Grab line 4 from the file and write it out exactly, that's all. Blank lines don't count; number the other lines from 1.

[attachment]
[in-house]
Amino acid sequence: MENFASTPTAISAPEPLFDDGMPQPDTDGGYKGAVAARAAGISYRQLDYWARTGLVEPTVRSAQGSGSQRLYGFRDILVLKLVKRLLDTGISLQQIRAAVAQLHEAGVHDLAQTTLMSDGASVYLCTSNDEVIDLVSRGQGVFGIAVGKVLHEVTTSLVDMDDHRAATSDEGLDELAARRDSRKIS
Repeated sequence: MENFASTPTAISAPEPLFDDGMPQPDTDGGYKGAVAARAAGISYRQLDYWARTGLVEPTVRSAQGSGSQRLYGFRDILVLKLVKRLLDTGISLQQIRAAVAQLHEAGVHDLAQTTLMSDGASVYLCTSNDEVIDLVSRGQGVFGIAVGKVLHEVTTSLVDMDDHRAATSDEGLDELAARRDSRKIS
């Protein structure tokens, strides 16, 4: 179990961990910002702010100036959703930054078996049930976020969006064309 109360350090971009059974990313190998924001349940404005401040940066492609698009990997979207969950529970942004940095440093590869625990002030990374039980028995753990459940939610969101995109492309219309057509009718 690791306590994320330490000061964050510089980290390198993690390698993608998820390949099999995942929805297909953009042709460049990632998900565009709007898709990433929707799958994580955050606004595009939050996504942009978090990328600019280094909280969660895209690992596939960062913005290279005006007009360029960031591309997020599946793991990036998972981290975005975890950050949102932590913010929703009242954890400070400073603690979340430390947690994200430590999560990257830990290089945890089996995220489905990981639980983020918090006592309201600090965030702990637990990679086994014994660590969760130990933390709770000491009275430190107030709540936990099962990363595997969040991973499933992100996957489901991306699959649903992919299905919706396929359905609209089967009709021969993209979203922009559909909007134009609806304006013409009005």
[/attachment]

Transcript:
């Protein structure tokens, strides 16, 4: 179990961990910002702010100036959703930054078996049930976020969006064309 109360350090971009059974990313190998924001349940404005401040940066492609698009990997979207969950529970942004940095440093590869625990002030990374039980028995753990459940939610969101995109492309219309057509009718 690791306590994320330490000061964050510089980290390198993690390698993608998820390949099999995942929805297909953009042709460049990632998900565009709007898709990433929707799958994580955050606004595009939050996504942009978090990328600019280094909280969660895209690992596939960062913005290279005006007009360029960031591309997020599946793991990036998972981290975005975890950050949102932590913010929703009242954890400070400073603690979340430390947690994200430590999560990257830990290089945890089996995220489905990981639980983020918090006592309201600090965030702990637990990679086994014994660590969760130990933390709770000491009275430190107030709540936990099962990363595997969040991973499933992100996957489901991306699959649903992919299905919706396929359905609209089967009709021969993209979203922009559909909007134009609806304006013409009005």